Now, after all that, now we have the disclosure that the president personally ordered and continues to order the interception of telephone and e-mail communications of thousands of U.S. citizens and residents on U.S. soil without search warrants, without court authorization of any sort and without any basis in the constitution or laws of this land.

Now we have had enough.

There's more.

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Sunday, December 25, 2005


 

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Saturday, December 24, 2005


 

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Thursday, December 22, 2005

Republican wants hearings
 
Specter Wants January Surveillance Hearings
The Associated Press

Wednesday 21 December 2005

Washington - Senate Judiciary Chairman Arlen Specter said Wednesday he remains skeptical about a government surveillance program despite an explanation from Attorney General Alberto Gonzales.

The two met for an hour Sunday to discuss the rationale for the warrantless eavesdropping by the National Security Agency that President Bush approved without obtaining any court orders.

"I would summarize it by saying I have grave doubts about his legal conclusion," Specter, R-Pa., said of a meeting with Gonzales, who was confirmed before Specter's committee early this year. "I'm skeptical, but I'm prepared to listen."

Specter said he expects Gonzales to be the leadoff witness at a hearing on the surveillance, which he said he would like to start next month after confirmation hearings for Supreme Court nominee Samuel Alito.

There likely will be a national debate about whether the president really has the kind of power he's been using, said Specter, a five-term senator and former prosecutor.

"There may be legislation which will come out of it to restrict the president's power," Specter said.

Specter said he would seek a copy of the resignation letter of U.S. District Judge James Robertson, who stepped down from a special court set up to oversee government surveillance. The Washington Post reported that the resignation stemmed from Robertson's concerns over whether the surveillance was legal. Specter said he wants to meet with Robertson, and may ask him to appear before the committee.

President Bush's decision after the Sept. 11, 2001, terrorist attacks to allow domestic eavesdropping without court approval first came to light late last week, and he has defended the decision as a matter of protecting national security.

Specter said the issue isn't one he sought out - that it came up on Friday while he was pushing for passage of the anti-terror Patriot Act.

"When a cannon hits you between the eyes, you take notice and I was immediately asked what I thought about it and I said, 'Well, it's a matter that requires a hearing,"' Specter said.

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Open Letter to Harry Reid
 
From the Left Coaster:

I fervently hope, that as the most prominent Democratic spokesperson, you will also hasten to point out the toxic message of support that Bush and his patsies send to dictators and communists everywhere with their actions. A message that:

A capitalist liberal (libertarian) democracy is merely a theory that is unsustainable under threat of war or terrorism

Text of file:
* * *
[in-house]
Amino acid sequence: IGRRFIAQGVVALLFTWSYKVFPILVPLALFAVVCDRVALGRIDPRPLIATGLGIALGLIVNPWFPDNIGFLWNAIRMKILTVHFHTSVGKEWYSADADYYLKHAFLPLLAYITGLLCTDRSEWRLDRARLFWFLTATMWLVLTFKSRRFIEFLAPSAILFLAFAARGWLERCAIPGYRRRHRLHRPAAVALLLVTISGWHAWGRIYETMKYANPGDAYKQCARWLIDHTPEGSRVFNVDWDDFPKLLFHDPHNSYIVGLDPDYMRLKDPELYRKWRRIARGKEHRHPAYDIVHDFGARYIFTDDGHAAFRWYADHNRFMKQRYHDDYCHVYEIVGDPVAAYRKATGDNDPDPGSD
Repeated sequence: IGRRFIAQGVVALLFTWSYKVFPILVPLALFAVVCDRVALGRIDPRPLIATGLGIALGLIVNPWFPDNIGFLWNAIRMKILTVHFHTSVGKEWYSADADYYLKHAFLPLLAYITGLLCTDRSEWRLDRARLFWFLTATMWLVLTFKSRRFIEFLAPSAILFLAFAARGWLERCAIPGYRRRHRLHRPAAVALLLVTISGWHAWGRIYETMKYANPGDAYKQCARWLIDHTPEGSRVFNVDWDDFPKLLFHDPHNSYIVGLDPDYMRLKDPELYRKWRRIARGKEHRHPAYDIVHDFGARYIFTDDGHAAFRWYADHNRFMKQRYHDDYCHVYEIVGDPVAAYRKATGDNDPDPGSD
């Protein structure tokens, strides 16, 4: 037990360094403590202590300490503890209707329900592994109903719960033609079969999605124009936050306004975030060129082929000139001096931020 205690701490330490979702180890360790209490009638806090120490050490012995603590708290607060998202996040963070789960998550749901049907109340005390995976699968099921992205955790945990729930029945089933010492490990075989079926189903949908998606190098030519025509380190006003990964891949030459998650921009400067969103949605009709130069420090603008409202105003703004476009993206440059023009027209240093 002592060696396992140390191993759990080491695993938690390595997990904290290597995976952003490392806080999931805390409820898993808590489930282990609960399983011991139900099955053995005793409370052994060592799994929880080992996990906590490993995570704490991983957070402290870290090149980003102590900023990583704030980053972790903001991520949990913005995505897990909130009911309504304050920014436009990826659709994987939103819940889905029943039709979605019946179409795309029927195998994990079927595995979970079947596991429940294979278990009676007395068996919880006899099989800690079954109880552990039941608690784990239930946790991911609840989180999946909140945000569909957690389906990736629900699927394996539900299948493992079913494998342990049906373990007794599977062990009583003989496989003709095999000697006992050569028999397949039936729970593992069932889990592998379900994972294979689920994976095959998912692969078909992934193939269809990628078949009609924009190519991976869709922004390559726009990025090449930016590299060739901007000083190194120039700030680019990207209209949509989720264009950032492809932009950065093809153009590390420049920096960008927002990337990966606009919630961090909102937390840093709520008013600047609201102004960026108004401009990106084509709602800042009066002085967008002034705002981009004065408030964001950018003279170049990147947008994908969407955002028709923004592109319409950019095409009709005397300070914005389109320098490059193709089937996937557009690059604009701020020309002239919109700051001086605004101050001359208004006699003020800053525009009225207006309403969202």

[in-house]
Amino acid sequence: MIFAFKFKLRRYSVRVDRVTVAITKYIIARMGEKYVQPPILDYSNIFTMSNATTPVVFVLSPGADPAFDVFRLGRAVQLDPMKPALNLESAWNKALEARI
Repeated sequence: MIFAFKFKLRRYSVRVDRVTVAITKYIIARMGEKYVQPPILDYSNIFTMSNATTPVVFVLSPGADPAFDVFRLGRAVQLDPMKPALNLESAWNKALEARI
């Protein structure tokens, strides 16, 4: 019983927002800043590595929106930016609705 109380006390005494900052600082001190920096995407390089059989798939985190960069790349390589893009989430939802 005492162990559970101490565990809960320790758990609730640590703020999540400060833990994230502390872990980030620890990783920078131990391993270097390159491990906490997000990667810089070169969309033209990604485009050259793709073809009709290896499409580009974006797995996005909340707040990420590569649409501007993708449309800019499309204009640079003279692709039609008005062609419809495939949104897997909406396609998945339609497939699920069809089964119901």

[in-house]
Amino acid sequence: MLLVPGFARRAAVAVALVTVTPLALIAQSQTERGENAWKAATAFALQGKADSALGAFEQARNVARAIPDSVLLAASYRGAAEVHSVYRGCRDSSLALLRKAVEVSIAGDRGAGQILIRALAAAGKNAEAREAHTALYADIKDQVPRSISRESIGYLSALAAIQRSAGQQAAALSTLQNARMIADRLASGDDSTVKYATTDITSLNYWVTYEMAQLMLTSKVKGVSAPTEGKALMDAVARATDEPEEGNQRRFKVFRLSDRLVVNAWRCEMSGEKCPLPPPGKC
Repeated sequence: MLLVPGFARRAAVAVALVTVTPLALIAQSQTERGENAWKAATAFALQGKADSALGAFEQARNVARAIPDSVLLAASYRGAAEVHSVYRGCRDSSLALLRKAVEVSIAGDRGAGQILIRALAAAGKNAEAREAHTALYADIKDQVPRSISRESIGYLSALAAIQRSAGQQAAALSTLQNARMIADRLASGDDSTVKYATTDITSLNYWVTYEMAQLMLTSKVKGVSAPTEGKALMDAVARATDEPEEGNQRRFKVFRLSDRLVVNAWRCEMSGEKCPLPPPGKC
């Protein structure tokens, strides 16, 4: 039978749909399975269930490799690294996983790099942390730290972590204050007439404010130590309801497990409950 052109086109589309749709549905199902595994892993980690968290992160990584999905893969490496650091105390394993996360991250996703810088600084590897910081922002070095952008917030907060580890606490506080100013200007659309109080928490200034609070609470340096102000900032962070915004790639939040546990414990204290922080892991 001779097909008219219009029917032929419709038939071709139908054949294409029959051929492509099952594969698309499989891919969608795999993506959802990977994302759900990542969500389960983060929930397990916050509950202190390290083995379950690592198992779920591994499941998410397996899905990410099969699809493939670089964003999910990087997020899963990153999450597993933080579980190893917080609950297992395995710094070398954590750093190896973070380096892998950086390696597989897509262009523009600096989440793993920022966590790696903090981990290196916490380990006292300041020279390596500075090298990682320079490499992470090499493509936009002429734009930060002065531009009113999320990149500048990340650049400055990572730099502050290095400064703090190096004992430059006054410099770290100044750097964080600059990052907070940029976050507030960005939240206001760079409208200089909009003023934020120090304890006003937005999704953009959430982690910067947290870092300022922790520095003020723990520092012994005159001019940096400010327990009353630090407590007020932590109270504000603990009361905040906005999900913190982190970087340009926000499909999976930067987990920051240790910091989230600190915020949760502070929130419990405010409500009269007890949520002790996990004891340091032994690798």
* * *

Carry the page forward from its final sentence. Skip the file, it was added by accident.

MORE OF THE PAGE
I strongly reject this terrible message and I urge you and the Democratic Party to do the same. I sternly reject the notion perpetrated by Bush and his cronies that somehow American's admired liberal democratic traditions cannot be sustained in wars and in the fight against terrorism.

President Bush, in his words and actions, has demonstrated that he is always quick to raise the white flag of surrender and cut and run from America's fundamental governing principles and philosophies.

The words and actions of Bush and his blind supporters in Government and the media, regrettably, help America's enemies perpetrate the myth that people worldwide should abandon dreams of liberal democracy because such democracy is not possible under threats to the people's security.

I simply and soundly reject this false notion and act of surrender to terrorists and communist dictators everywhere, an act that also deceives all our children - the future of America - into believing that you cannot have a liberal democracy in this world as long as there are terrorists around.


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I don't know these people anymore
 
There are still a few actual old-style conservatives who are appalled at the modern right-wing's slouch toward fascism. As for the rest of them - Barry Goldwater must be turning in his grave.

Conservative Blogger Mark Earnest is on the way to becoming an outcast in his own party.

I almost feel I don't know these people anymore. It seems now they feel government cannot have nearly enough power. Secret courts, secret warrants, secret prisons, suspect torture, massive data gathering on all aspects of US citizens including medical records, library records, and financial records are all wonderful things. They hold up the Patriot Act as a great piece of legislation that the Bush Whitehouse pushed through to combat terrorism (little seem to understand most of it was written during Clinton's years).

I truly and honestly do not understand. People who once proudly quoted Franklin's "Those who give up essential liberty for a little safety deserve neither" now cheerlead the executive branch on in removing any judicial oversight, congressional oversight, and in fact ANY oversight (as most of these laws are secret) from the land. Far from the transparent government the founders imagined, we are now entering a system where laws are kept secret, prosecutions are kept secret, and national security is a password to removing any and all liberty that stands in the way of anything government wishes to do.